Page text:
With the prices of the most popular models entering unattainable status for a lot of younger JNCers, we felt it necessary to highlight some painfully overlooked — often for no good reason at all — yet still affordable (for now) nostalgics. Welcome to another Consider the Following installment, in which we ponder the Nissan Stanza Wagon.
Following the trend of things Japan did first but didn’t get credit for (like the Kurogane compact 4WD), the Stanza Wagon is, for all intents and purposes, the first production minivan. The Stanza Wagon — or Nissan Prairie or Nissan Multi in some markets — beat the Dodge Caravan to market by two years, but was classified as a wagon, as the term minivan had not been invented yet. Still, it had a transversely mounted, front-engine, front-wheel-drive layout with conventionally hinged front doors, sliding rear doors, and a top-hinged rear door.
Simply put, it was too far out of left field for most people. People looking for a wagon would stop by the Nissan dealership then they would see this 8-bit interpretation of an automobile with sliding doors and 4WD, and unless they encountered a shrewd salesman they’d carry on.
The reception from journalists at the time can be best described as “confusion,” as seen in Motorweek’s review. To be honest, I don’t envy them either; to describe this car in laymans terms when the term minivan had not been invented was an arduous task at best.
One of the most surprising things about this strange little box on wheels is that it has been touched by the combined genius of Giorgetto Giugiaro and Naganori Ito. The Stanza Wagon was originally conceptualized as the Lancia Megagamma by Giugairo, the father of cars such as the DMC DeLorean and the Lotus Esprit, and given life by Ito, the man that would be responsible for raising Godzilla back from the sea and naming him GT-R. While the Megagamma was never put into production, Nissan did take inspiration from it, then made some major changes when creating the Stanza Wagon (as opposed to just writing Nissan on the bootlid and calling it a day).
What we saw was the beginning of a whole new class of vehicle. The archaic, wagon-style third row of sideways- or rear-facing seats in the cargo area were now oriented forward. The pillarless sides open up to a giant portal for a completely uninterrupted ingress experience. While there are many modern vehicles like pickups, FJ Cruisers and Honda Elements with suicide doors, these doors are better. They don’t lock into each other, instead latching to the chassis so they can be opened independently.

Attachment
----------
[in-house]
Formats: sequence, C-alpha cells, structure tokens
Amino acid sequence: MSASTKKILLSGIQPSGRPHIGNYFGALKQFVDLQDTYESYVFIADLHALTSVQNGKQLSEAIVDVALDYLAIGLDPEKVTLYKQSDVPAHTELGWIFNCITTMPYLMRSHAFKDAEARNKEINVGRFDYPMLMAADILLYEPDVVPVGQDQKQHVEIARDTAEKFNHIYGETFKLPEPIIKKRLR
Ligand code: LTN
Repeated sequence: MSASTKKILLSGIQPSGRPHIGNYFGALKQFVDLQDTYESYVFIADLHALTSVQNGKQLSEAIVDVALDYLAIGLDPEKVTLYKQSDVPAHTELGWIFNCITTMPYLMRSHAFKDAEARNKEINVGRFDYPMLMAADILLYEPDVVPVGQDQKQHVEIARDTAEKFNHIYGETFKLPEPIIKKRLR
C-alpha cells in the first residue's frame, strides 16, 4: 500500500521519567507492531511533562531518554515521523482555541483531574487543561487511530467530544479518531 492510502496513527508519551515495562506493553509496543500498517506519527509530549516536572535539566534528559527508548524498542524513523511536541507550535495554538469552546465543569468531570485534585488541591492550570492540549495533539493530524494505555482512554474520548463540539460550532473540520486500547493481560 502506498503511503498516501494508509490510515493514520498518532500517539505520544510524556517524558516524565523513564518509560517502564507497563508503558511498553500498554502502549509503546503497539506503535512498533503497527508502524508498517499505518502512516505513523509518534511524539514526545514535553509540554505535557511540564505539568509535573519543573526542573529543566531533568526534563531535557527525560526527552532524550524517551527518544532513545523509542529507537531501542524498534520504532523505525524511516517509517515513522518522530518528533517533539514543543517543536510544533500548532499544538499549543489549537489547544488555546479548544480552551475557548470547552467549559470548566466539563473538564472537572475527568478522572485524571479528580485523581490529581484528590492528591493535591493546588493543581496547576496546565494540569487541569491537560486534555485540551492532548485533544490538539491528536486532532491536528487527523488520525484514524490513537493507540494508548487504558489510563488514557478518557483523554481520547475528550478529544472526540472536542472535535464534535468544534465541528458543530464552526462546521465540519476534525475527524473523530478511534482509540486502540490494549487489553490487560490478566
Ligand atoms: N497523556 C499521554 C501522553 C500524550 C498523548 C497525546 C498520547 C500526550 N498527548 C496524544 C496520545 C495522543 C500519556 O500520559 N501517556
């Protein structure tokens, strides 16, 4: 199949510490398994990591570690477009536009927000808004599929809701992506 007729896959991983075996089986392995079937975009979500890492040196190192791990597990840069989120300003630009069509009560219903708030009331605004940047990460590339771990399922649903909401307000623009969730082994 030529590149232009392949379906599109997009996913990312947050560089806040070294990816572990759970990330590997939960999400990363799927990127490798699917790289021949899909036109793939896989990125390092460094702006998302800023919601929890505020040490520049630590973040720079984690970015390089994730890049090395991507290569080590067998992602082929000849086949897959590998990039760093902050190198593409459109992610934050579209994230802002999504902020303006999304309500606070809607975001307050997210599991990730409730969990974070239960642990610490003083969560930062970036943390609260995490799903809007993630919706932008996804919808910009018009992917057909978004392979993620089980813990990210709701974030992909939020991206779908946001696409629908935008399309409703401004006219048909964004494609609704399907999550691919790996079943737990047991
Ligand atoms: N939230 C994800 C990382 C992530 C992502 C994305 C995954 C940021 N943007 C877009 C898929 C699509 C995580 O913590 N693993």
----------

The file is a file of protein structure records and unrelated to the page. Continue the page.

Looking at the original Lancia design, it was to be powered by a 2.5-liter boxer four-cylinder putting a triumphant 140 horsepower, quite well for the era. It would be a different story on the show floor though. The production Stanza Wagon was powered by a much more conventional CA20 2.0-liter four-cylinder engine variants that put out 97 horsepower in top trim.
An automatic or 5-speed transmission could be mated to a 2WD or 4WD drivetrain. A torsion beam rear suspension was utilized to keep a flat floor in the rear. However, this lead to less-than-optimal suspension characteristics including understeer and snap oversteer during braking. One positive performance trait of the Stanza Wagon was that after you spent your afternoon getting to speed, the brakes were surprisingly quick to stop, provided you kept the car pointed straight.
While a Stanza Wagon won’t win any races, what it does excel in is its intended purpose as a people mover. In fact, this moves people quite well, and with a low entry cost, could be quite a fun JNC cruiser for taking the crew around town.
Despite it’s tragic performance figures from the factory, all is not lost. To the enterprising owner, the CA-series engine means that a CA18DET should be swappable. As far as lowering it goes, the torsion beam in the rear won’t be an issue and can be simply adjusted downward. For the front however, there is a rumor about U30 Presage, or possibly even S13, coilovers fitting. As we’ve seen, it is in fact possible to plummet the ride height on these vans with relative ease.
Aesthetically, the Stanza Wagon is exactly what you imagine when you think “1980s family hauler.” It’s the sort of car you find on a synthwave album cover. While it’s a boxy, tall, slightly awkward looking vehicle, the shape somehow works. There are no random character lines attempting to mask what it is. It is the antithesis of what we see today, just honest styling to serve an honest function. What lines that do exist are strong and bold, drawing your eye to features like the subtle chrome trim along the headlights.
Cars like the Stanza Wagon are some of my favorites, personally. Most have never heard of it, its price range is about what I have in my pocket at the moment, and by sheer force of parts bin engineering there are options for some level of performance beyond what came stock. For those who like to tinker, it could be a load of good times. Could this car be an automotive Van Gogh? Probably not, but it’s the canvas he would have purchased.